There should be plentiful supply of public prostitutes, for the benefit of all those who prefer them, and especially for those who cannot keep private mistresses.
Don’t mess with my porn, bro.
It is a good thing to have imposing houses luxuriously furnished, where lavish banquets can be held, where people can, if they like, spend night and day in debauchery, and eat and drink till they are sick; to have the din of dancing everywhere, and theatres full of fevered shouts of degenerate pleasure and every kind of cruel and degraded indulgence.
Luxury and opulence are not an object of reproach. The idea that certain forms of financial extravagance are obscene–that there even is such a thing as financial extravagance–is for communists. Various forms of gluttony, both of the garden-variety or the more delicate tastes of the foodie class, binge-drinking, and so forth, can be noted to be on the rise.
Most interesting is the reaction of the mob against anybody who raises a protest:
Anyone who disapproves of this kind of happiness should rank as a public enemy: anyone who attempts to change it or get rid of it should be hustled out of hearing by the freedom-loving majority; he should be kicked out, and removed from the land of the living.
If this sound unfamiliar to you, then you haven’t been paying attention to the drift of most public discourse over the last few years. Obviously, the rhetoric is a bit soaring, but the fact of the matter is that dissent from the partyline on the nature of freedom, autonomy, and so forth is increasingly marginalized and given no space in academic forums and eventually the public square.
Finally, the idolatrous root is arrived at.
We should reckon the true gods to be those who see that the people get this happiness and then preserve it for them. Then let them be worshipped as they wish, let them demand what shows they like, so that they can enjoy them with their devotees, or, at least, receive them from their worshippers. All the gods have to do is ensure that there is no threat to this happiness from enemies, or plagues, or any other disasters.’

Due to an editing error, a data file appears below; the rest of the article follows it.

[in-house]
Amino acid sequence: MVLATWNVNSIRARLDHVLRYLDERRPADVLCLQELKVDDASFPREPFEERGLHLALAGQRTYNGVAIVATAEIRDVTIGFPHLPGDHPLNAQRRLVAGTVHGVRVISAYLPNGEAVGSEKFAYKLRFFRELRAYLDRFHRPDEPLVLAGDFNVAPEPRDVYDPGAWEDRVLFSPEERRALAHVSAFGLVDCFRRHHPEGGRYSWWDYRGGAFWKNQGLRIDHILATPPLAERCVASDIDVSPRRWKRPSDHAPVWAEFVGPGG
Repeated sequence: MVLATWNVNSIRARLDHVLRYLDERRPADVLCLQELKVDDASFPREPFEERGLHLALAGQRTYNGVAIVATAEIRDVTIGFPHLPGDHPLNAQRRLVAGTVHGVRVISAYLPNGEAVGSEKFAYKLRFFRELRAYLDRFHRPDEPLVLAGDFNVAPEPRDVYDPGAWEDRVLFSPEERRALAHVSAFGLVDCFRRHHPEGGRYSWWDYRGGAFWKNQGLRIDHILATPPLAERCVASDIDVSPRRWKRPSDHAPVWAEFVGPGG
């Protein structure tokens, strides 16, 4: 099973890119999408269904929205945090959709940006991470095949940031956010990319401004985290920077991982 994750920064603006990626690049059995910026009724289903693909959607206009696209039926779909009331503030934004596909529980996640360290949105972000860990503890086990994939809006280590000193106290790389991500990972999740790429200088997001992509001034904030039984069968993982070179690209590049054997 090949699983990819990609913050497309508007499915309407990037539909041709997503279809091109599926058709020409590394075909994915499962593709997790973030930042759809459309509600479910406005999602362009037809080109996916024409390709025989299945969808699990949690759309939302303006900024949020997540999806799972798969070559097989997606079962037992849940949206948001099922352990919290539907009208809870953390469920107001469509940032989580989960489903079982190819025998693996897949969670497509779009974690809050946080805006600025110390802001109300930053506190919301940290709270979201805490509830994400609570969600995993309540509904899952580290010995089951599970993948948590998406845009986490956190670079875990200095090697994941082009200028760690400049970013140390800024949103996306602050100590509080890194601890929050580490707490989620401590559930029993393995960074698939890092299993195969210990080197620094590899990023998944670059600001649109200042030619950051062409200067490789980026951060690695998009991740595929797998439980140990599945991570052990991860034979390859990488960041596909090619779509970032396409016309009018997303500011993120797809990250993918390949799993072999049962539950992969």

Whether it’s the hands-off god of Moralistic Therapeutic Deism that only wants us to be happy or just your more average cultural deification of created goods, we trust the “gods” who promise to give us these basic ultimate values. We will serve whatever god serves us best.
Obviously, this is all a bit dark and pessimistic. It’s an evaluation that needs to be paired with Augustine’s underlying confidence and hope for history because of the work of Christ. Still, the moral insight is prescient, revealing a pattern, a tapestry that seems to be reweaving itself before our very eyes. Of course, it wasn’t the end of the Church then and, though in post-Christendom we face a somewhat different challenge, it won’t be now. Still, it’s good to recognize the pattern for what it is–its interconnections and precedents.
Soli Deo Gloria
I think it was Mark Twain to succinctly summed it up, “History doesn’t repeat itself but it does rhyme”.
Derek, I really enjoy when you look at older writers (when I say older, I mean anything pre 19th century, so it is a pretty big net), so I was just wondering have you come across the Scotsman Thomas Chalmers in your theological travels at all? I am nearly at the end of his essay, ‘The Expulsive Power of a New Affection’, which I have found particularly insightful. If you had the time, I’d appreciate your thoughts on it.
Every time I read Augustine I am blown away by how much his world looks like ours. Presentist notions of sociological progress over and against the mythical dark and stupid ages of the past are pretty much just totally torpedo’d by any realistic look at late antiquity.